Exploring the Spatial Relationship between Primary Road Distance to Antenatal Clinics and HIV Prevalence in Pregnant Females of Lilongwe, Malawi

Amuquandoh, Amy; Escamilla, Veronica; Mofolo, Innocent A.; & Rosenberg, Nora E. (2019). Exploring the Spatial Relationship between Primary Road Distance to Antenatal Clinics and HIV Prevalence in Pregnant Females of Lilongwe, Malawi. International Journal of STD & AIDS, 30(7), 639-46.

Amuquandoh, Amy; Escamilla, Veronica; Mofolo, Innocent A.; & Rosenberg, Nora E. (2019). Exploring the Spatial Relationship between Primary Road Distance to Antenatal Clinics and HIV Prevalence in Pregnant Females of Lilongwe, Malawi. International Journal of STD & AIDS, 30(7), 639-46.

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While urbanization in a sub-Saharan African (SSA) context can lead to greater independence in women, various sociological, biological, and geographical factors in urban areas may keep women at a higher risk for HIV than men. Access to major roads during Malawi's transition into rapid urbanization may leave women disproportionately vulnerable to HIV infection. It is not well established whether women who report to health clinics closer to major roads have higher or lower levels of HIV. In this study we explored the spatial heterogeneity of HIV prevalence among pregnant females in Lilongwe District, Malawi. Using Geographic Information Systems, we visually represented patterns of HIV prevalence in relation to primary roads. HIV prevalence data for 2015 were obtained from 44 antenatal clinics (ANC) in Lilongwe District. ANC prevalence data were aggregated to the administrative area and mapped. Euclidean distance between clinics and two primary roads that run through Lilongwe District were measured. A correlation was run to assess the relationship between area-level ANC HIV prevalence and clinic distance to the nearest primary road. ANC HIV prevalence ranged from 0% to 10.3%. Clinic to major road distance ranged from 0.1 to 35 km. Correlation results (r= -0.622, p = 0.002) revealed a significant negative relationship between clinic distance to primary road and HIV prevalence, indicating that the farther the clinics stood from primary roads, the lower the reported antenatal HIV prevalence. Overall, the clinic catchments through which the major roads run reported higher ANC HIV prevalence. Antenatal HIV prevalence decreases as ANC distance from primary roads increases in Lilongwe, Malawi. As urbanization continues to grow in this region, road distance may serve as a good indicator of HIV burden and help to guide targeted prevention and treatment efforts.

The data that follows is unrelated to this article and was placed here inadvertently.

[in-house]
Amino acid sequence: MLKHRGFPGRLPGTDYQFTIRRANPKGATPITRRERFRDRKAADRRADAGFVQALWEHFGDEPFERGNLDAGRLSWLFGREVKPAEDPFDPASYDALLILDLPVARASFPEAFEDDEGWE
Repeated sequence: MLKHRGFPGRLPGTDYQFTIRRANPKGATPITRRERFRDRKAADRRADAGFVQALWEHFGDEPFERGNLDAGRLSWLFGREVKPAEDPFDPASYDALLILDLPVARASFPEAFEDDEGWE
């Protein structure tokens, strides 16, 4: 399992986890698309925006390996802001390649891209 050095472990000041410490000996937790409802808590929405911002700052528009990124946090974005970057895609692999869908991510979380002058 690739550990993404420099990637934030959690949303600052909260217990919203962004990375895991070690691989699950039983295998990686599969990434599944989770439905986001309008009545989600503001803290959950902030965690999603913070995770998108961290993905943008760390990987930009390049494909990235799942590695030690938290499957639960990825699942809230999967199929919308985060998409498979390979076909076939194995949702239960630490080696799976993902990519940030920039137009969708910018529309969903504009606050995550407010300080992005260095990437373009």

JOUR



Amuquandoh, Amy
Escamilla, Veronica
Mofolo, Innocent A.
Rosenberg, Nora E.



2019

P2C-No. NIH-Yes. "This work was supported by UNICEF [grant number MLW/UNC/HIV-AIDS/2013/011]; NER was supported by the National Institutes of Health [grant numbers R00 MH104154, P30 AI50410]."

International Journal of STD & AIDS

30

7

639-46










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